According to a Palliative Care Heart Failure (PAL-HF) study in the Journal of the American College of Cardiology, patients with advanced heart failure who received ongoing, interdisciplinary palliative care showed significant improvements in key measures of well-being. Compared to patients who did not receive the coordinated, ongoing intervention, those who received it consistently showed greater benefits in quality-of-life, anxiety, depression, and spiritual well-being.
“When we do focus on these issues, it is often very late in the course of the illness. It is obvious to those of us who work in this space that palliative care is a reasonable thing to do, but this has not been widely studied. That was the driver for PAL-HF,” said researcher Joseph G. Rogers, MD of Duke University School of Medicine in Durham, N.C.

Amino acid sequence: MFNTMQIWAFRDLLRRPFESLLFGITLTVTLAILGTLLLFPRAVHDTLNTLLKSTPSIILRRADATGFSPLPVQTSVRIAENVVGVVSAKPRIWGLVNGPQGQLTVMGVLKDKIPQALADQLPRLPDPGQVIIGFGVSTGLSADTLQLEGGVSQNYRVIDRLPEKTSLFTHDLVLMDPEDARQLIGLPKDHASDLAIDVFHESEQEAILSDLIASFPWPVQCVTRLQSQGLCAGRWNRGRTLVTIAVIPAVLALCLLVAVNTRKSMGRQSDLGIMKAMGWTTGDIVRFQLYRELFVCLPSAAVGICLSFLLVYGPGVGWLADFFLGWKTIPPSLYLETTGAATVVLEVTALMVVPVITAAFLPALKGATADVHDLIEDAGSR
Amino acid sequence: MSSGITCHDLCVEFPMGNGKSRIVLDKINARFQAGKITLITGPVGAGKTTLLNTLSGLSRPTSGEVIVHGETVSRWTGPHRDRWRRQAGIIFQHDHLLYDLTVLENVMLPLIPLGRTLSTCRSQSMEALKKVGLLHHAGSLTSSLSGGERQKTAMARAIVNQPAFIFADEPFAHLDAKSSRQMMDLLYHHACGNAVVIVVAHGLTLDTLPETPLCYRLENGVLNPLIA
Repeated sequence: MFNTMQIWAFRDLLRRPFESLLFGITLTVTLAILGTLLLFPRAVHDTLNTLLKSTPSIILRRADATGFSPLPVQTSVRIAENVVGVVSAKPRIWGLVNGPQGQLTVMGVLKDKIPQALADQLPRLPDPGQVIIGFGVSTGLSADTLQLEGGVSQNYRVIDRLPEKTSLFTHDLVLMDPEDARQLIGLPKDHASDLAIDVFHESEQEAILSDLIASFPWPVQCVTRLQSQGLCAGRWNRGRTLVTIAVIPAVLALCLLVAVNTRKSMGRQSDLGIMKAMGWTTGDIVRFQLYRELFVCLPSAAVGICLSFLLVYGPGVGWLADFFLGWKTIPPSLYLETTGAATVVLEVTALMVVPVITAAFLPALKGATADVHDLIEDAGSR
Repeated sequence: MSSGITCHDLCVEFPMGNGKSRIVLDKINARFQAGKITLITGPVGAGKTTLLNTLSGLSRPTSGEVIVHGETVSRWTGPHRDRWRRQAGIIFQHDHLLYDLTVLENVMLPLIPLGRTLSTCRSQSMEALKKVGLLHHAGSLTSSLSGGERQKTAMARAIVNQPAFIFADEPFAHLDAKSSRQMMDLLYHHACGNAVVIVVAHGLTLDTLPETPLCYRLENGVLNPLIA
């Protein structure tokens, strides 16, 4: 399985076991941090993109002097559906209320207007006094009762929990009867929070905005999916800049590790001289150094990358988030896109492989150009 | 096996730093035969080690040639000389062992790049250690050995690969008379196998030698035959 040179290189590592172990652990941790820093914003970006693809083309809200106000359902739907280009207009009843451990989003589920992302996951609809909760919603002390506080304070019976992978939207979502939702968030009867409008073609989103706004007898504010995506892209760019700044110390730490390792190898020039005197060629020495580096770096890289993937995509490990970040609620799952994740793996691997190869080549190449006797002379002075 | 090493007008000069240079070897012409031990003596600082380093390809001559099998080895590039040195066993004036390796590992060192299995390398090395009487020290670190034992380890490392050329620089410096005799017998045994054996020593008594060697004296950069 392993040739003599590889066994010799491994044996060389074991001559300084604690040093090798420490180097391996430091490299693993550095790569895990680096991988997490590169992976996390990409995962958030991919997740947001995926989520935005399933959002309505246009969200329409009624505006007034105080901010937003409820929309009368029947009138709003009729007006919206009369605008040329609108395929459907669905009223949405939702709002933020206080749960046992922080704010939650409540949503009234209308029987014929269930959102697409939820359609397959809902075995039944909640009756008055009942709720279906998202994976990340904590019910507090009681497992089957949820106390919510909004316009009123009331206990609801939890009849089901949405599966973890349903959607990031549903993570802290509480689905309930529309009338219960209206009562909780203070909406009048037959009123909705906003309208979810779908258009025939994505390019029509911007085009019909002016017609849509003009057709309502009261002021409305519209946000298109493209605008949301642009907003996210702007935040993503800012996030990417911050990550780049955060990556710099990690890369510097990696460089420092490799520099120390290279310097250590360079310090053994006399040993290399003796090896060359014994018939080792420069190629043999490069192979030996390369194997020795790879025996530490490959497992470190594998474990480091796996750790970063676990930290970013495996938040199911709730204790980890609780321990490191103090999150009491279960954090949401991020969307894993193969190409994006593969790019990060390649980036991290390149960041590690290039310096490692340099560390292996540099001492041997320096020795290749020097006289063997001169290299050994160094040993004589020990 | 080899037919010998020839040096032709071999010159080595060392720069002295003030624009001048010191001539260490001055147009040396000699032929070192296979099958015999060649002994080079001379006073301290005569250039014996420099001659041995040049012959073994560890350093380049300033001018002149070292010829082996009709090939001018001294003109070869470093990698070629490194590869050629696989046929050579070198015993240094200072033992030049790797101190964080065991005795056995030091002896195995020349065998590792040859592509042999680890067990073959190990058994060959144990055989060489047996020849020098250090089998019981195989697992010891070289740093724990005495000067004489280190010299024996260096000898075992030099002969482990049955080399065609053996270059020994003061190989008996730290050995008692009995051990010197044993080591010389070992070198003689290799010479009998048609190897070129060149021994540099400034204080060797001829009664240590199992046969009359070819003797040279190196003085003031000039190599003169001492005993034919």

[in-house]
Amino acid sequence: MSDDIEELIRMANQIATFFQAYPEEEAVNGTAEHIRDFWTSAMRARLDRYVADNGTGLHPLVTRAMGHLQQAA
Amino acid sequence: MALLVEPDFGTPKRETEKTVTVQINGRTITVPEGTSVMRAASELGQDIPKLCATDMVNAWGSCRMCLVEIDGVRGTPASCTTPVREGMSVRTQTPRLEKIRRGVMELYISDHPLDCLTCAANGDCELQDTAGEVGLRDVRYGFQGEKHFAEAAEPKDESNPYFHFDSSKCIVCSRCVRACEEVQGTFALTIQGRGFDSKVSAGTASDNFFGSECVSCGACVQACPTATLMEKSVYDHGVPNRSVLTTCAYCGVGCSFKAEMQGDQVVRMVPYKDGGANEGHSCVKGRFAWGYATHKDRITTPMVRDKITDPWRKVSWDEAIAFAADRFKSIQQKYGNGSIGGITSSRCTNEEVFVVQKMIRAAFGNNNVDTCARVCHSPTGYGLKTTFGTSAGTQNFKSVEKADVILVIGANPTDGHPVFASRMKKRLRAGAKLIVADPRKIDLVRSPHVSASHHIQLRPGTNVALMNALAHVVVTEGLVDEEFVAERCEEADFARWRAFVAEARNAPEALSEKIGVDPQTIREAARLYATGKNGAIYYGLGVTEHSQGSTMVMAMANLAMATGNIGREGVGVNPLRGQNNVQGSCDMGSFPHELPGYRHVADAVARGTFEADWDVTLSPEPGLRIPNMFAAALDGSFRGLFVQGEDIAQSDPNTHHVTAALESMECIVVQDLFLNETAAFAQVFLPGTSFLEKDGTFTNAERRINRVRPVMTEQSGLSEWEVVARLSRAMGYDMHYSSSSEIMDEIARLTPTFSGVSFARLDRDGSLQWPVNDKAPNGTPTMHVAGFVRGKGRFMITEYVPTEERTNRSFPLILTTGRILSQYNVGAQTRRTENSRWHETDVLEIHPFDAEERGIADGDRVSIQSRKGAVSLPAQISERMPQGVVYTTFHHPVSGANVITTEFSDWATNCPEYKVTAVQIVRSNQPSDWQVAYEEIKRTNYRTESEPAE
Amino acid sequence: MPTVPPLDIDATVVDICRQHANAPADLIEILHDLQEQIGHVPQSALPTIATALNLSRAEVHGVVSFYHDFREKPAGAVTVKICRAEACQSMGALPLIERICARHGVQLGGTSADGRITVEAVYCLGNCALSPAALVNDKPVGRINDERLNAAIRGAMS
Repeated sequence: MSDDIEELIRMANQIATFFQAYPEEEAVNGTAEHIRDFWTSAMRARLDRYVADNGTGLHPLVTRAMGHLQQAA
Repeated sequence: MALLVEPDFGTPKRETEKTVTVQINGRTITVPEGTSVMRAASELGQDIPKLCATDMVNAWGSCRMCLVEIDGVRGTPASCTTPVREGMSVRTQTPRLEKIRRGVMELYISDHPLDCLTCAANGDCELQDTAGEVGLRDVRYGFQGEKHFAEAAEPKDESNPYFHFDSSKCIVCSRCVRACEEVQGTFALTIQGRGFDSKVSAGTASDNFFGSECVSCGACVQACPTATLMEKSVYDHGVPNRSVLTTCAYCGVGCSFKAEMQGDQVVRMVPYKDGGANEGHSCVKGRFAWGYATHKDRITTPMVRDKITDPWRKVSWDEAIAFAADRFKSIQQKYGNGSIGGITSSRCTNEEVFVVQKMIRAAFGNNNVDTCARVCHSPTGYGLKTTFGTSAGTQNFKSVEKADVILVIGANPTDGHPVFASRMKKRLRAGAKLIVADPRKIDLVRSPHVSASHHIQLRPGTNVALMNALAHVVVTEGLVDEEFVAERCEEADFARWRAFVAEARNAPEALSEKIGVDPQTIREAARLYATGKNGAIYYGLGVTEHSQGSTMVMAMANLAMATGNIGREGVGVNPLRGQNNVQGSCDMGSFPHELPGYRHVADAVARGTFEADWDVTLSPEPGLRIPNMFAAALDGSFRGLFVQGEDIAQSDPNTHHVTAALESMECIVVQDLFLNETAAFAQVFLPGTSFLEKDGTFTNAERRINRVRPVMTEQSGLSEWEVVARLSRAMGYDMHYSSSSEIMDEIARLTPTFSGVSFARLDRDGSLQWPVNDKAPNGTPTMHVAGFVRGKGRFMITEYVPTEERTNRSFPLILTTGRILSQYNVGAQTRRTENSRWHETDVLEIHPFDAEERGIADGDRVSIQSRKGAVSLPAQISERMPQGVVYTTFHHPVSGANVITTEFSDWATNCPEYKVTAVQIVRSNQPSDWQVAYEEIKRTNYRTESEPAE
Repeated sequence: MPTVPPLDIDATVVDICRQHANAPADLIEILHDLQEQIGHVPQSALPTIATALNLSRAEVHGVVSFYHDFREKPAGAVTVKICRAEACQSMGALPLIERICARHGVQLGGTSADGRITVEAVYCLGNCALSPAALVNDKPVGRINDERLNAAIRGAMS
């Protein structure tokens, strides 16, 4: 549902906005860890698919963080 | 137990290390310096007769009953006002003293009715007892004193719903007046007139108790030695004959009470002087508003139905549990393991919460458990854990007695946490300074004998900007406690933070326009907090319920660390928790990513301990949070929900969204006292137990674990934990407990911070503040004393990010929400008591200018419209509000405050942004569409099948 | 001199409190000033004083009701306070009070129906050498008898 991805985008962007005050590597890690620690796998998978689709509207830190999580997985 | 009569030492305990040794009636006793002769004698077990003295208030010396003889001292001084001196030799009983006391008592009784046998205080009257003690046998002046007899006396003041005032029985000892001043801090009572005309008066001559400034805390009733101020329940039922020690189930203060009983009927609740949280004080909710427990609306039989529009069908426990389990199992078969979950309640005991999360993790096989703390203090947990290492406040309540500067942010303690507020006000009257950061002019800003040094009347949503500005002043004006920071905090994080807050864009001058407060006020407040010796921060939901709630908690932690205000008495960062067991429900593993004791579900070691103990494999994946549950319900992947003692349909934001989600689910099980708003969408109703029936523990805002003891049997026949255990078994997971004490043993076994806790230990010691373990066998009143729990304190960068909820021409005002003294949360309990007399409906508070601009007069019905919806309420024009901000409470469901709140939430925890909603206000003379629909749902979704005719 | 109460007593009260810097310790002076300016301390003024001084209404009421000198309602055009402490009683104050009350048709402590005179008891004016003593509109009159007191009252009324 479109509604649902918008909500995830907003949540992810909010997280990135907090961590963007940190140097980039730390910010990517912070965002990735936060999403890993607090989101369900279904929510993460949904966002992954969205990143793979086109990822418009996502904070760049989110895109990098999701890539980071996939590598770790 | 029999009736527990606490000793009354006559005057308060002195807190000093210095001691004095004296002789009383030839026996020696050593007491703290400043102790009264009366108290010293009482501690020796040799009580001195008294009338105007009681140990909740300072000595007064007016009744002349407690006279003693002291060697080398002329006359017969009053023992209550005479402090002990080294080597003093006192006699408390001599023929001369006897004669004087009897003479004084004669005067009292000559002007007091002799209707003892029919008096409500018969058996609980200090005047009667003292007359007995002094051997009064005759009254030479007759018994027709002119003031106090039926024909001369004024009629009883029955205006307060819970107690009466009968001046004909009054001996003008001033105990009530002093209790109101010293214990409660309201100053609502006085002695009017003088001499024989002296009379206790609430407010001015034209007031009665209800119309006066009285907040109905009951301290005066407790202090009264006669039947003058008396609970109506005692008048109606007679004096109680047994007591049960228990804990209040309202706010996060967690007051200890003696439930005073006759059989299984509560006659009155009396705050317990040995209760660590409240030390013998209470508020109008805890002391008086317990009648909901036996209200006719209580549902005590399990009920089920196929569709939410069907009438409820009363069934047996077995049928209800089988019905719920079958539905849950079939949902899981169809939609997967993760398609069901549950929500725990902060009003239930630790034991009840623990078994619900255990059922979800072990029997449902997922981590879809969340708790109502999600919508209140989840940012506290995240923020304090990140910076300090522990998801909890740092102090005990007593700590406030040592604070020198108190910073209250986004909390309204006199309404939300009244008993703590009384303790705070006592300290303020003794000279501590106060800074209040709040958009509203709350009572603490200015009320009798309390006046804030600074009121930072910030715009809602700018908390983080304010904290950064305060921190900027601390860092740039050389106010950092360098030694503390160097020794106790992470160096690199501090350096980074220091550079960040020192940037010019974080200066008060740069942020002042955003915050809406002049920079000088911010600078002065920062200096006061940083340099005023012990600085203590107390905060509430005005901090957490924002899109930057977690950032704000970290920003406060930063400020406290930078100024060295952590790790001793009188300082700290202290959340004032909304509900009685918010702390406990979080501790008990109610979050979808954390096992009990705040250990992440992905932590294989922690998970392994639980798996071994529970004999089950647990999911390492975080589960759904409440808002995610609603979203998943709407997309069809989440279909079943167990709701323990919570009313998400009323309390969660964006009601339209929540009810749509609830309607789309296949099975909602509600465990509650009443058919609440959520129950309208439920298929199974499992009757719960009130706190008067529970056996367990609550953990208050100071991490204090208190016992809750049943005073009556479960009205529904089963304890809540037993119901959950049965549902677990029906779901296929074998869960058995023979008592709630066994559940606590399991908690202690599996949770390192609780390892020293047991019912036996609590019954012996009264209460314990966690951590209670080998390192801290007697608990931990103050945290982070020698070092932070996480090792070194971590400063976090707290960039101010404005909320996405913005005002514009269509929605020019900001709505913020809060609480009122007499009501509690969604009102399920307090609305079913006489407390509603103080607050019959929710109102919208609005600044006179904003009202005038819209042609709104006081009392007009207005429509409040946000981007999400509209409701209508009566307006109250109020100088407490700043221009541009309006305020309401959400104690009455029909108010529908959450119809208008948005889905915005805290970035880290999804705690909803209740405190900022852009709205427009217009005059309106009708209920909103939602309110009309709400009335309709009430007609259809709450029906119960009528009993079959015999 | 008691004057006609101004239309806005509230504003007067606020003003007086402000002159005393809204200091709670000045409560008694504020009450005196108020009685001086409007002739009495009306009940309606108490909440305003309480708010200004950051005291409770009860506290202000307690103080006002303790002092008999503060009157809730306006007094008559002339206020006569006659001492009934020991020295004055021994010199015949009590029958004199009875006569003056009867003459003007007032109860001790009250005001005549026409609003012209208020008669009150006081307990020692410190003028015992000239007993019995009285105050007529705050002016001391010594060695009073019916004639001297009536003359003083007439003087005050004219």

The study included 150 patients with advanced heart failure randomized between mid-August 2012 and late June 2015 to receive either usual care or usual care plus the palliative care intervention at a single treatment center. Click here to read the full story.